Sagitta's unmistakable thin and pointed shape means that various cultures have known it as the 'Arrow' since ancient times. It is unclear whether it plays any larger part in the mythology of the sky, though some sources suggest that it may represent one of the poisoned arrows of Hercules, whose own constellation lies directly to the west. Despite the similarity of names, Sagitta does not appear to have any direct connection with Sagittarius, the constellation of the Archer, which lies somewhat to the south along the Milky Way.
The angle of the Arrow's shaft has it flying from the southwest, and that shaft is formed by a line from Gamma Sagittae to another redgiantstar, the pulsating variable Delta Sagittae. From there the shape splits, with two fainter stars representing the flights of the Arrow. These two stars are designated Alpha and Beta Sagittae (in a break with the convention that normally reserves 'Alpha' for the brightest of a constellation'sstars).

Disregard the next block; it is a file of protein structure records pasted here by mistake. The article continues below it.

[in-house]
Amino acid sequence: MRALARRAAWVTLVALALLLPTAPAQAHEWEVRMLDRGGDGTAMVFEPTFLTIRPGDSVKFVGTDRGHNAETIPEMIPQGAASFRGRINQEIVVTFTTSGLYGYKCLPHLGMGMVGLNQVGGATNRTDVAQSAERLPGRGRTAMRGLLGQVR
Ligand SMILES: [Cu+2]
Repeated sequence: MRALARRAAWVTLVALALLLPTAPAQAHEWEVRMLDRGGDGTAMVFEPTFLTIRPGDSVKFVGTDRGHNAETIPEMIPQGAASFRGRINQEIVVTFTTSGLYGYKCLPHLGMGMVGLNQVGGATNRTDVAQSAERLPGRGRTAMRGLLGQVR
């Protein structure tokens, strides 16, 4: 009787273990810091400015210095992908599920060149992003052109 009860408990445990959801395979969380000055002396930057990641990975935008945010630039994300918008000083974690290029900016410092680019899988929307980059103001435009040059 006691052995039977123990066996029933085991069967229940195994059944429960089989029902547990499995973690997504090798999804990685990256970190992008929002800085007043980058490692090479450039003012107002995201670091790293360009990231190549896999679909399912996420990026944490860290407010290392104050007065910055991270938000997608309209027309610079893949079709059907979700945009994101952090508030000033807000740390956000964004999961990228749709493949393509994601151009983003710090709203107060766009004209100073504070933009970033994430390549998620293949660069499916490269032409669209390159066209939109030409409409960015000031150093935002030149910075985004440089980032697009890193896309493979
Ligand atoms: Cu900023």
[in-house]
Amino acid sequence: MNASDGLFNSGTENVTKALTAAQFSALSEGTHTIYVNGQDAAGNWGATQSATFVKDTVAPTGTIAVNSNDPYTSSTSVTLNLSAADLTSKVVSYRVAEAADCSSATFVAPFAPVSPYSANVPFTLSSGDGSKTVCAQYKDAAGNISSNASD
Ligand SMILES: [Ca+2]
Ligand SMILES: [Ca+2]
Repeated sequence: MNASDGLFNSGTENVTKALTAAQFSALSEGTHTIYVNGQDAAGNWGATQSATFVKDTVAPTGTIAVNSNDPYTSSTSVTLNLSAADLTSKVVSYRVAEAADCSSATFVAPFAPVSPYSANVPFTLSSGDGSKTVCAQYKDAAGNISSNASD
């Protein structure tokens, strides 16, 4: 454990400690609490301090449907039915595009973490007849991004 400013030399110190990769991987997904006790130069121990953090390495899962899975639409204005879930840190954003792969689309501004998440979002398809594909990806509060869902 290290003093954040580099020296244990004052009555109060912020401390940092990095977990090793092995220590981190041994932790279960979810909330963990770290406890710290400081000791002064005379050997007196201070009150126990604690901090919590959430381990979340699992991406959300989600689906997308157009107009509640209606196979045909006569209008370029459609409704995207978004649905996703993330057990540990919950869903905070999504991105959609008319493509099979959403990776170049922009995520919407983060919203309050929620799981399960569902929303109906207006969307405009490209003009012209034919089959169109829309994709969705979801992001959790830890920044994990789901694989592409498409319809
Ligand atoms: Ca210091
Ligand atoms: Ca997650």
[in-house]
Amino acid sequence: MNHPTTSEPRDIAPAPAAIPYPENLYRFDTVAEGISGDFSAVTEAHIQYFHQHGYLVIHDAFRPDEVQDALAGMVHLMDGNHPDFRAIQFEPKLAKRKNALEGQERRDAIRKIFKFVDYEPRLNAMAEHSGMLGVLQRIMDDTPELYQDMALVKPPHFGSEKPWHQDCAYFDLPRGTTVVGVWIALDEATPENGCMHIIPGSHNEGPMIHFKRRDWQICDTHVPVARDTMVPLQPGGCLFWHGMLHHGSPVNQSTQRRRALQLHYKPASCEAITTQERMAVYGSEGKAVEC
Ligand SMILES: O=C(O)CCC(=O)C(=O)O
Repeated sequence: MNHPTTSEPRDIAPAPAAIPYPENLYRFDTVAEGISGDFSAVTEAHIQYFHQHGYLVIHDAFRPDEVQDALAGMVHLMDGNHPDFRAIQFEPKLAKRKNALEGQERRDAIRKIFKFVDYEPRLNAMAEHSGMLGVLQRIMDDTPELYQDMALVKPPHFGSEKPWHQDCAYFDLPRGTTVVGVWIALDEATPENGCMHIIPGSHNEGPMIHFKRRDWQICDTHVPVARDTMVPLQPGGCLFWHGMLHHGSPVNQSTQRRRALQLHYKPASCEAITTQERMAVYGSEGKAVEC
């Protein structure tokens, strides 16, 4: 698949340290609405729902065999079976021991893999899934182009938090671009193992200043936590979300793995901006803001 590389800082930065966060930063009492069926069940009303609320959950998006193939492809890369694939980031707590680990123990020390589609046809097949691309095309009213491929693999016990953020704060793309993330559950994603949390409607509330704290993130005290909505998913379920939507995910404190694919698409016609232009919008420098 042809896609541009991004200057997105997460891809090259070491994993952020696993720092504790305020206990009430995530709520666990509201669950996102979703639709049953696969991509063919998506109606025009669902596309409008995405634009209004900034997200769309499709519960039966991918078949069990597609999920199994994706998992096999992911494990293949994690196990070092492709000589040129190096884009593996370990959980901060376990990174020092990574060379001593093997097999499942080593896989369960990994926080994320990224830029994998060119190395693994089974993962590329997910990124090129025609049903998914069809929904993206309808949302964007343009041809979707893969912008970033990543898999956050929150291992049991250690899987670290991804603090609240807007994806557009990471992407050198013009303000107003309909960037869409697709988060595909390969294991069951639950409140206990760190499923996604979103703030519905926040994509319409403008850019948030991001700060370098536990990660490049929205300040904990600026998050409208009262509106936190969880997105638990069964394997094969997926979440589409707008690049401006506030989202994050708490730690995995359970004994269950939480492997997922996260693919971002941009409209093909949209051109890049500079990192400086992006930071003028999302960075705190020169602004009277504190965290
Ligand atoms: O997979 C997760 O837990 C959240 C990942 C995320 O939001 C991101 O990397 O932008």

Sagitta is not rich in deep sky objects, but an important exception is the cluster known as M71. This is a globular star cluster, falling close to the line marking the Arrow's 'shaft' (that is from Gamma to Delta Sagittae). This relatively loose ball of old stars falls within the plane of the Milky Way, and at a distance of some 12,700 light years from Earth, it lies far, far beyond the four stars that define the constellation's shape.